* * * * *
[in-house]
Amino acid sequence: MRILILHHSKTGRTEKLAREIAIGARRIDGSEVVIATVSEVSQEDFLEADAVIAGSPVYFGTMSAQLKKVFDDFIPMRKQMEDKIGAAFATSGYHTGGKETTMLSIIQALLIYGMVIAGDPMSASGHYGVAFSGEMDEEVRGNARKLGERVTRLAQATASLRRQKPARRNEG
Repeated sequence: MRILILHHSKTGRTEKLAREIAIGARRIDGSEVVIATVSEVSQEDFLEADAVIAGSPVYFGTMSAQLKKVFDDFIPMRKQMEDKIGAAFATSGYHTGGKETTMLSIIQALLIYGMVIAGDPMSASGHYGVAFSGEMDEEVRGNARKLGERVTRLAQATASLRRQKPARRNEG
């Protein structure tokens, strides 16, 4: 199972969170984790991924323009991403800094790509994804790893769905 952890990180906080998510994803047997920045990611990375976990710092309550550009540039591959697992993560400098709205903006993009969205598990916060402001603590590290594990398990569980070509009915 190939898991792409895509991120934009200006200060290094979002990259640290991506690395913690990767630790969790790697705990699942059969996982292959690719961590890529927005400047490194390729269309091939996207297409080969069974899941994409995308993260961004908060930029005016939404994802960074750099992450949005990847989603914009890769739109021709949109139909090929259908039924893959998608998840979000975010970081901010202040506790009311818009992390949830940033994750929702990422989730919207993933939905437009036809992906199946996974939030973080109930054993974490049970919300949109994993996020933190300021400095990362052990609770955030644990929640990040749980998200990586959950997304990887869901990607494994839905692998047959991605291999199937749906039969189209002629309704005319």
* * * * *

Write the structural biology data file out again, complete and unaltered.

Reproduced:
[in-house]
Amino acid sequence: MRILILHHSKTGRTEKLAREIAIGARRIDGSEVVIATVSEVSQEDFLEADAVIAGSPVYFGTMSAQLKKVFDDFIPMRKQMEDKIGAAFATSGYHTGGKETTMLSIIQALLIYGMVIAGDPMSASGHYGVAFSGEMDEEVRGNARKLGERVTRLAQATASLRRQKPARRNEG
Repeated sequence: MRILILHHSKTGRTEKLAREIAIGARRIDGSEVVIATVSEVSQEDFLEADAVIAGSPVYFGTMSAQLKKVFDDFIPMRKQMEDKIGAAFATSGYHTGGKETTMLSIIQALLIYGMVIAGDPMSASGHYGVAFSGEMDEEVRGNARKLGERVTRLAQATASLRRQKPARRNEG
């Protein structure tokens, strides 16, 4: 199972969170984790991924323009991403800094790509994804790893769905 952890990180906080998510994803047997920045990611990375976990710092309550550009540039591959697992993560400098709205903006993009969205598990916060402001603590590290594990398990569980070509009915 190939898991792409895509991120934009200006200060290094979002990259640290991506690395913690990767630790969790790697705990699942059969996982292959690719961590890529927005400047490194390729269309091939996207297409080969069974899941994409995308993260961004908060930029005016939404994802960074750099992450949005990847989603914009890769739109021709949109139909090929259908039924893959998608998840979000975010970081901010202040506790009311818009992390949830940033994750929702990422989730919207993933939905437009036809992906199946996974939030973080109930054993974490049970919300949109994993996020933190300021400095990362052990609770955030644990929640990040749980998200990586959950997304990887869901990607494994839905692998047959991605291999199937749906039969189209002629309704005319």